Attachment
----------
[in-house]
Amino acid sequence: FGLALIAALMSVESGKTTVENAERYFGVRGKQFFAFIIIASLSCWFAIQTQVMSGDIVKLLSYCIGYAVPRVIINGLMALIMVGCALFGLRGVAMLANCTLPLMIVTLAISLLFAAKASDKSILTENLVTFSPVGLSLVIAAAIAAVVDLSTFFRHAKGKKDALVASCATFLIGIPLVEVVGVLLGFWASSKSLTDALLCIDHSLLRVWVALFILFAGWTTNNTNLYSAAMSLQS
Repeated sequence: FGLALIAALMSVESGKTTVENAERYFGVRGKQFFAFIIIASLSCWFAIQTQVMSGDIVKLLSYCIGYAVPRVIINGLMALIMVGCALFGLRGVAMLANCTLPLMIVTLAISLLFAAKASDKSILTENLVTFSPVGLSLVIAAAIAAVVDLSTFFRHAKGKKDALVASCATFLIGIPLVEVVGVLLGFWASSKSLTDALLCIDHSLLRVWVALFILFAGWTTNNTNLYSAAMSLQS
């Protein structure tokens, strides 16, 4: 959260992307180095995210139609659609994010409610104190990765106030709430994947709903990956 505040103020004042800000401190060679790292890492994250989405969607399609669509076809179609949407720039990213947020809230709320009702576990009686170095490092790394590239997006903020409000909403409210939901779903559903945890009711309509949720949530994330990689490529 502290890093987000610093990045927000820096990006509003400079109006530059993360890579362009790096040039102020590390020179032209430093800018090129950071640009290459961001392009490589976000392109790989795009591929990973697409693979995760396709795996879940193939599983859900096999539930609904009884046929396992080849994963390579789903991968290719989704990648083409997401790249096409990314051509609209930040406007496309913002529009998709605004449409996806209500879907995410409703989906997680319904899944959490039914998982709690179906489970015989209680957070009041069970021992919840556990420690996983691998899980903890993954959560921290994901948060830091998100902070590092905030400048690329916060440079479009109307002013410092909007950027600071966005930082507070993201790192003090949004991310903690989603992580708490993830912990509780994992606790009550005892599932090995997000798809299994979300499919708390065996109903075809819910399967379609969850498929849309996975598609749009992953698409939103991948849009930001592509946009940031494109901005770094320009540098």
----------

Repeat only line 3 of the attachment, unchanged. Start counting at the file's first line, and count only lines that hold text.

Repeated sequence: FGLALIAALMSVESGKTTVENAERYFGVRGKQFFAFIIIASLSCWFAIQTQVMSGDIVKLLSYCIGYAVPRVIINGLMALIMVGCALFGLRGVAMLANCTLPLMIVTLAISLLFAAKASDKSILTENLVTFSPVGLSLVIAAAIAAVVDLSTFFRHAKGKKDALVASCATFLIGIPLVEVVGVLLGFWASSKSLTDALLCIDHSLLRVWVALFILFAGWTTNNTNLYSAAMSLQS